MSUB chancellor candidate says he'd create a personalized college experience

2014-04-22T17:51:00Z 2014-04-25T20:29:11Z MSUB chancellor candidate says he'd create a personalized college experienceBy ZACH BENOIT zbenoit@billingsgazette.com The Billings Gazette

The second of four finalists for Montana State University Billings' chancellor position said at a Tuesday open forum that one of the most important aspects of the job is understanding and fostering the individual culture of the university.

"The key piece is to get to an understanding of the culture here," Dr. Michael Droge said.

Rolf Groseth announced in January that he plans to retire in May after three years as MSUB chancellor.

Running the forum for a crowd of about 40 people at the MSUB library, Droge laid out his thoughts on reaching Gov. Steve Bullock's goal of increasing the number of Montanans with post-secondary certificates, from either two- or four-year institutions from 40 to 60 percent and answered questions from the audience.

Droge is president of Park University in Parkville, Mo., a position he's held since 2009.

He started the forum with a 30-minute presentation on increasing the number of Montanans with a post-secondary certificate, a topic on which the first candidate, Dr. Ricardo Maestas of the Texas State University System, also presented.

Increasing those numbers, which is also part of a similar national effort, comes down to affordability, flexibility and being supportive in a personalized way, Droge said.

That starts with making it easier to access higher education through making education cost effective and efficient to keep costs down, finding more state funding, partnering with other organizations and groups, sharing resources and financial aid support.

"That access must be inclusive to all groups of people," he said.

On the flexibility front, he said it's important to find ways to reach out to groups such as working adults to create schedules and opportunities that work for them that could include items like earning credits through work experience or competency-based education.

Convincing students that it's worth the cost and time to earn a degree and educating them on the overall process is also important, Droge said.

"How a university recruits students impacts retention, which of course impacts how they cross the finish line," Droge said.

One way to help address that, he said, is to create a personalized experience for students that helps match them up with the right major and gives them a plan for their entire time in college.

"The common thread is nurturing the relationship between individual students and the institution," he said.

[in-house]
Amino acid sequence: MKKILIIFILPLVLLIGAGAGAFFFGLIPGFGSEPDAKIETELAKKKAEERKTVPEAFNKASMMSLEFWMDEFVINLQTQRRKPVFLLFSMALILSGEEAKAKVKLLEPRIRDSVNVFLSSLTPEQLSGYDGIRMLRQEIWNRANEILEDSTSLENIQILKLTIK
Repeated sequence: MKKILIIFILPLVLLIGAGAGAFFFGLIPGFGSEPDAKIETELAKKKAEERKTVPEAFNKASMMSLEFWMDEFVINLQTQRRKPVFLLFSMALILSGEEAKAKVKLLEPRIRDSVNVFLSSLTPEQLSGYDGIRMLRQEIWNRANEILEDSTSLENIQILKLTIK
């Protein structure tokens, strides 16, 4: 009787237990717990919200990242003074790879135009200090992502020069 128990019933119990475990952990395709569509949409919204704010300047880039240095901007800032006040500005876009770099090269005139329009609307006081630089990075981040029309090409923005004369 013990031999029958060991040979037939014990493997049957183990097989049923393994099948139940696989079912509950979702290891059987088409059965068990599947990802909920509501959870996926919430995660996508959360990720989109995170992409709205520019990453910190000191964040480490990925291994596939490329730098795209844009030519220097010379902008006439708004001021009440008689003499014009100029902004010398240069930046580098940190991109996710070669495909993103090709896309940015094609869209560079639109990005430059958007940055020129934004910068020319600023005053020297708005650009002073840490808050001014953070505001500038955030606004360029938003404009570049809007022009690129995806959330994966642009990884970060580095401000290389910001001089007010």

The second half of the session featured questions from the audience. In answering many of the questions, Droge said it's important to understand the culture of the university.

When asked about how he creatively helped solve a problem in his current job, he mentioned the government shutdown in 2013, which stopped tuition payments for about 8,000 active-duty military Park students — the university has distance learning campuses around the country — before the start of the fall semester.

The university addressed the problem by creating a new, alternate fall semester that started three weeks later, after the shutdown ended and funding was restored, which allowed about 750 students to enroll in 3,000 course hours.

"Within 72 hours, the university was able to create a new semester with 58 courses," Droge said.

In answering other questions, he said innovation is an integral part of any university's culture, that athletics play an important role in student development and recruiting and that he'd look forward to the chance to work with MSUB's American Indian population.

He also said it's important to build a culture of excellence.

"Leadership is about bringing people together around a shared vision and then helping people succeed under that shared vision," Droge said.

Droge is also a finalist for president of Fort Hays State University in Hays, Kan., according to The Hays Daily News.

Two more candidates will visit campus this week, with each hosting an open forum at 4:30 p.m. on the day they visit in the MSUB library building, room 148.

Margaret Madden, provost and vice president for academic affairs and a professor at State University of New York, visits on Wednesday, while the final candidate, University of Wisconsin System senior vice president for academic affairs Mark Nook, visits MSUB on Friday.

After the visits, the 18-member search committee will make a recommendation to Montana State University President Waded Cruzado, who will make a final hiring decision.

Copyright 2014 The Billings Gazette. All rights reserved. This material may not be published, broadcast, rewritten or redistributed.

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